Coders are Furious About Github’s AI Assistant: Are they Overreacting?


AIBased on the Codex, this AI Assistant is the next step in a long line of “intelligent auto-completion” tools

Available as a downloadable extension, Github’s AI assistant, Copilot is powered by an AI model called Codex that’s trained on billions of lines of public code to suggest additional lines of code and functions given the context of existing code. Copilot can also surface an approach or solution in response to a description of what a developer wants to accomplish (e.g., “Say hello world”), drawing on its knowledge base and current context.

With Copilot, developers can cycle through suggestions for Python, JavaScript, TypeScript, Ruby, Go and dozens of other programming languages and accept, reject or manually edit them. Copilot adapts to the edits developers make, matching particular coding styles to autofill boilerplate or repetitive code patterns and recommending unit tests that match implementation code.

Copilot extensions are available for Noevim and JetBrains in addition to Visual Studio Code, or the cloud on GitHub Codespaces. One new feature coinciding with the general release of Copilot is Copilot Explain, which translates code into natural language descriptions. Described as a research project, the goal is to help novice developers or those working with an unfamiliar codebase.

Priced at US$10 per month or US$100 a year, GitHub Copilot is capable of suggesting the next line of code as developers type in an integrated development environment (IDE) like Visual Studio Code, Neovim, and JetBrains IDEs. Copilot can suggest complete methods and complex algorithms alongside boilerplate code and assistance with unit testing. More than 1.2 million developers signed up to use the GitHub Copilot preview over the past 12 months, and it will remain a free tool for verified students and maintainers of popular open-source projects. In files where it’s enabled, GitHub says nearly 40 percent of code is now being written by Copilot.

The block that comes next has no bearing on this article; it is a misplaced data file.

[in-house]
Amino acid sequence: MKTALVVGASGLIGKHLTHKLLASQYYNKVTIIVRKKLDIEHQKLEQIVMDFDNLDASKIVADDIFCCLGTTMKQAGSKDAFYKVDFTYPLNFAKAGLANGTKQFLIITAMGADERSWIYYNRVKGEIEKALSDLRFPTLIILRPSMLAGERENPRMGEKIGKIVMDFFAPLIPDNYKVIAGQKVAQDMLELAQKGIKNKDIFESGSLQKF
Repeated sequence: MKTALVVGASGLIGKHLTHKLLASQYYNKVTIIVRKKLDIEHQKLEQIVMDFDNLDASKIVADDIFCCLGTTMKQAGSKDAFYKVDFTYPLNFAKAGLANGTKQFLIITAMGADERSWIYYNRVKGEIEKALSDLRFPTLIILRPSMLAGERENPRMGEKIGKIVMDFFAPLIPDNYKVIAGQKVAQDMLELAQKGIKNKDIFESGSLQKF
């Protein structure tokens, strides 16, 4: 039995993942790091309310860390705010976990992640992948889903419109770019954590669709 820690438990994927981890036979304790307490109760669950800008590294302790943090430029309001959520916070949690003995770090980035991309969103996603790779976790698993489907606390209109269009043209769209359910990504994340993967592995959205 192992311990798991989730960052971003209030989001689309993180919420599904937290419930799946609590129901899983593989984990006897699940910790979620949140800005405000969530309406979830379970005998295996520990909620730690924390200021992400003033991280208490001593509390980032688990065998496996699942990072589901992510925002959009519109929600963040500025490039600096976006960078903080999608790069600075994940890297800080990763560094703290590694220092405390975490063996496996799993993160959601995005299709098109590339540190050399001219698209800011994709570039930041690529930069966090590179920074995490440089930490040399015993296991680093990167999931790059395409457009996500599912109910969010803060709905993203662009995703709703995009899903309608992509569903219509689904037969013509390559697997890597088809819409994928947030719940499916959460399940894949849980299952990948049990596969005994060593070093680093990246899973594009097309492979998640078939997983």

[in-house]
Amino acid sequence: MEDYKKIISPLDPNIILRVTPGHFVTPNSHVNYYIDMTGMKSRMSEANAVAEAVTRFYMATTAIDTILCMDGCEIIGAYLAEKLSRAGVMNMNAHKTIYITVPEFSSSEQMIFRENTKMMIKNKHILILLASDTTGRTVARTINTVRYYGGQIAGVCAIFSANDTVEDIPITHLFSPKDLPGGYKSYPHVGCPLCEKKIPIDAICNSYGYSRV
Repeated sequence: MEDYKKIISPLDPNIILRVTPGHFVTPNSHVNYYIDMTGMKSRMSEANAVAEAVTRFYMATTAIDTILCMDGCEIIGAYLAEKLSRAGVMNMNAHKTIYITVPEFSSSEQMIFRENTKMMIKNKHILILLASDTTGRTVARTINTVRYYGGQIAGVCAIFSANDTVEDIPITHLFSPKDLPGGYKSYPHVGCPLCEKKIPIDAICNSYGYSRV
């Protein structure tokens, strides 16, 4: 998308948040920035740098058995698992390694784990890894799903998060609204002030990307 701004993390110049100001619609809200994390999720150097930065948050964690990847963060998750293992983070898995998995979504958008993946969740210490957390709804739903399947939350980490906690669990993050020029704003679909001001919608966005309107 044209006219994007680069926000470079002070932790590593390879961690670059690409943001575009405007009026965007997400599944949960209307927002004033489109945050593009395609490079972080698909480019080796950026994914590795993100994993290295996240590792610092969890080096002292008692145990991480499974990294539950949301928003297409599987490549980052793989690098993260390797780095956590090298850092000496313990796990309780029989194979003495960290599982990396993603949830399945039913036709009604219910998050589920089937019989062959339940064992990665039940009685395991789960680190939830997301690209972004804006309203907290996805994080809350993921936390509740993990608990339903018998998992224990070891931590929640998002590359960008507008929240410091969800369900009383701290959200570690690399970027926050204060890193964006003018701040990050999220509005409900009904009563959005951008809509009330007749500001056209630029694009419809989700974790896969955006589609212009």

“Over the past year, we’ve continued to iterate and test workflows to help drive the ‘magic’ of Copilot,” Ryan J. Salva, VP of product at GitHub, told TechCrunch via email. “We not only used the preview to learn how people use GitHub Copilot but also to scale the service safely.”

“We specifically designed GitHub Copilot as an editor extension to make sure nothing gets in the way of what you’re doing,” GitHub CEO Thomas Dohmke says in a blog post(Opens in a new window). “GitHub Copilot distills the collective knowledge of the world’s developers into an editor extension that suggests code in real-time, to help you stay focused on what matters most: building great software.”

Dohmke says that 1.2 million developers tested Copilot(Which opens in a new window) during its technical preview. It seems that Copilot has proven to be quite the capable programmer, with Dohmke saying that for popular languages such as Python, devs are trusting Copilot to write as much as 40% of their code. (At least in files where it’s enabled; it accounts for a lower proportion in terms of total output.)


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